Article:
Thinking about my ghosts of Christmas past makes me cringe. I was a 5’10” tower of stress. I wanted everything to be perfect. But because I didn’t know what perfect looked like, I drove myself crazy striving to attain the unattainable. It was a vicious cycle because no matter how hard I tried, or how much I bought, or how much I donated, or what I baked, or how pretty I made the package, it wasn’t good enough. I always fell short of my own unrealistic expectations. Nothing I did ever was or could be enough. I was never good enough.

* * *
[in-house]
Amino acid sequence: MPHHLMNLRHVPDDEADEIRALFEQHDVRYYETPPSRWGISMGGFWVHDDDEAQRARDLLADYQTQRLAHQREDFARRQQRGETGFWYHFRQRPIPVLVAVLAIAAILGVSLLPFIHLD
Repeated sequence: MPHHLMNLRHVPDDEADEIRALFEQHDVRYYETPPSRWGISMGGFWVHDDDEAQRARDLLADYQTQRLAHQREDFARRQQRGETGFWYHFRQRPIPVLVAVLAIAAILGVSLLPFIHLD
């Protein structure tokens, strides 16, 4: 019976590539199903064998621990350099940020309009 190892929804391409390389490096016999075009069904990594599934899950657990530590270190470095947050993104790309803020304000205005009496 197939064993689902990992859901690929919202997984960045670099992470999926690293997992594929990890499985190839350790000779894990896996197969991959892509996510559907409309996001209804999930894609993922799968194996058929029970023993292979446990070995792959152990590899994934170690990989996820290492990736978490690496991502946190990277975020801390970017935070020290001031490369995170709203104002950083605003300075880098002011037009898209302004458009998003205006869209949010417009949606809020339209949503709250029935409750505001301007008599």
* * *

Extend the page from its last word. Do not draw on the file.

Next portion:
I had visions of what our Christmas should look like. We should take a long drive out to a beautiful, snow-covered Christmas tree farm singing Over the River and through the Woods as we drove. We should take a hayride to a delectable Evergreen forest and select a fragrant fir for our home. We should enjoy hot cocoa by the fire afterward… The last time we went to the Christmas tree farm, we walked around for what seemed like hours. We were about to give up on finding our perfect tree, then spotted one at the last second. We were freezing, the kids were crying, and Dan’s arms were aching from carrying our little one. It was not picture perfect. I will give Anna of yesteryear credit because she was able to go with the flow in situations like that one. She saw the humor in how unpredictable life could be. She even had fun when things weren’t picture perfect. She adapted her visions of perfection and knew that what was perfect one time, might not be perfect the next time. I still think she might have filed away all that was imperfect somewhere in her heart or in her head. I think she used it as motivation to make everything else even more perfect.